From the beginning, Senate Bill 360 — the 2009 Legislature's assault on Florida's growth management laws — was a rash deal. Cooked up by Republican leaders in a matter of weeks at the behest of powerful development interests, the law gutted decades of careful, if imperfect, law under the guise of jump-starting Florida's economy. Now that a judge has ruled the law unconstitutional, those same legislative leaders are planning to try again in 2011. Floridians must know where the next governor will stand on the issue.
The ruling by Leon County Circuit Judge Charles Francis underscores the ongoing failure of the state leadership to address how to fund responsible growth so that Florida doesn't further descend into a land of urban sprawl, strip malls and clogged roads.
Such capitulation of responsibility has spawned a populist backlash, the Hometown Democracy movement, that is equally a threat to wise growth. Amendment 4 on November's ballot, placed there by a citizens petition, would require voters to weigh in any time a local government needed to change its comprehensive plan. Such a hurdle is fraught with unintended consequences.
No doubt, SB 360 was a boon to those collecting signatures for Amendment 4. The effect of SB 360 was to transfer significant planning authority for large projects from the state Department of Community Affairs to local governments, and it let developers off the hook for paying for road improvements to handle the traffic their projects create.
Gov. Charlie Crist, despite immense pressure from the environmental community, signed the law suggesting there was a key provision that would mitigate its impact: a requirement that the Legislature consider letting local governments charge a "mobility fee" to pay for infrastructure needs tied to growth. But — no surprise here — the 2010 Legislature never seriously considered authorizing mobility fees, nor did Crist push the issue.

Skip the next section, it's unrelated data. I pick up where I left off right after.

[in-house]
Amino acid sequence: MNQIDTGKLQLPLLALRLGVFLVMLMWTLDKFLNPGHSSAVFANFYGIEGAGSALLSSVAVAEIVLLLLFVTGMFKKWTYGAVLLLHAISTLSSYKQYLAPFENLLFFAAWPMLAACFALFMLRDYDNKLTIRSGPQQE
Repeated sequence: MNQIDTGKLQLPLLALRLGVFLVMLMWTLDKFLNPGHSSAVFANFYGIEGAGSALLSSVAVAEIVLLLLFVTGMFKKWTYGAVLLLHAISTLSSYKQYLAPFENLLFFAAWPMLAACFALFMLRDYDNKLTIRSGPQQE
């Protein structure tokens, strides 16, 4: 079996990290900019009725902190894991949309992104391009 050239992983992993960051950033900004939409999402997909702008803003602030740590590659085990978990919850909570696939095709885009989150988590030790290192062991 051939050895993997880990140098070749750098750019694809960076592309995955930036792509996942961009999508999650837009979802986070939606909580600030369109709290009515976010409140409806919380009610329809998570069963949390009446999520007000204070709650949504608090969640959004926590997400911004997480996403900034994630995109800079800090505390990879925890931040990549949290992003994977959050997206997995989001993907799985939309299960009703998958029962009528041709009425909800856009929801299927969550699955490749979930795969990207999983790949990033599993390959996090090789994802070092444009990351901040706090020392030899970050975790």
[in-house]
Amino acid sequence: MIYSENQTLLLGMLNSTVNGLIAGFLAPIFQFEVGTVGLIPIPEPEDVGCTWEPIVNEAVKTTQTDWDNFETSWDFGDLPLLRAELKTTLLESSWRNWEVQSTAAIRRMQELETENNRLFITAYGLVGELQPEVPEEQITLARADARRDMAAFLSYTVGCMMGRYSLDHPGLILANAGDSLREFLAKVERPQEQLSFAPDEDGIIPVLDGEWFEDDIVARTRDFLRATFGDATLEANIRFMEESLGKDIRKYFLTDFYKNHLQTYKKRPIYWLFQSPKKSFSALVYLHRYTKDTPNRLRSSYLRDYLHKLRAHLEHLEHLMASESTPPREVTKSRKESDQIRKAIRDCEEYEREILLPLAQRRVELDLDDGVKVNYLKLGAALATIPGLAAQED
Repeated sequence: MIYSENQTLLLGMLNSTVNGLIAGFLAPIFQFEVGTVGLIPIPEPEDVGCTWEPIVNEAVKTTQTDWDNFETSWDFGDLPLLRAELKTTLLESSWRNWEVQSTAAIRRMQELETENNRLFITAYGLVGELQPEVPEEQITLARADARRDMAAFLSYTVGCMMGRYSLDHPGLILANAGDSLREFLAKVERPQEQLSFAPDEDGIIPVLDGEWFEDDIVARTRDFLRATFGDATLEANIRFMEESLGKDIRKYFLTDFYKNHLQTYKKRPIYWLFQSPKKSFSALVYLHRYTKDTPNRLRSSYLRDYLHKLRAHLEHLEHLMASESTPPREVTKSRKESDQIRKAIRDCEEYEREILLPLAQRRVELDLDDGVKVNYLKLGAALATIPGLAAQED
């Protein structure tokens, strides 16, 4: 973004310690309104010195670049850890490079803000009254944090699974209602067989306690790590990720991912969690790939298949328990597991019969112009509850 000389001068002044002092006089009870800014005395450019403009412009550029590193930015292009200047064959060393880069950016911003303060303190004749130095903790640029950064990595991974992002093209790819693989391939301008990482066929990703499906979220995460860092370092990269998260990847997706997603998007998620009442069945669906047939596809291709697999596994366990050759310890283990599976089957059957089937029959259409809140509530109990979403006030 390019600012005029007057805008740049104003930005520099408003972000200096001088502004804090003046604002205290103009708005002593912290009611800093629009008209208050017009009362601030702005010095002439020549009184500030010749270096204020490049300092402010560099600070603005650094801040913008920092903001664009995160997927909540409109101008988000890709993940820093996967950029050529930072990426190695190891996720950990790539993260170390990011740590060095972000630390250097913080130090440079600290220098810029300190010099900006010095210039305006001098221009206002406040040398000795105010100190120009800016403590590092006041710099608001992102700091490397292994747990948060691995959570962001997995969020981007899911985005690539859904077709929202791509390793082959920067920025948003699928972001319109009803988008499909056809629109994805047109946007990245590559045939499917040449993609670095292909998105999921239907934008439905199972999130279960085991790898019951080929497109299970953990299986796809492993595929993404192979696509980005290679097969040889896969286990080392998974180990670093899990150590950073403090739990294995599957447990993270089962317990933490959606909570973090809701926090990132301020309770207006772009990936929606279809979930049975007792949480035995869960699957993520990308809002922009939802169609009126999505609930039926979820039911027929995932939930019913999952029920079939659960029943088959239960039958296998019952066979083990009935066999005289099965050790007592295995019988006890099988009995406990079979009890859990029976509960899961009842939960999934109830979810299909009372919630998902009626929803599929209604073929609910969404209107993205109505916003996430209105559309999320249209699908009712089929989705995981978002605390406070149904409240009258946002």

Four counties and 16 cities fought back in court, saying that SB 360 violated the "unfunded mandate" provision of the state Constitution. The judge concurred. The provision bars the Legislature from ordering local governments to implement a law without providing the means to do so — either by direct appropriation of money or by giving local governments the taxing authority to raise the money on their own.
Legislative backers seemed largely unfazed last week. Sen. Mike Bennett, R-Bradenton, pledged to bring the measure back in 2011, when both legislative chambers are expected to maintain staunch Republican majorities. But one thing will be different in 2011. Florida will have a new governor.
The question voters now need to ask Republican Rick Scott, Democrat Alex Sink and independent candidate Bud Chiles: Would you sign such a bill or would you veto it? Floridians need to know.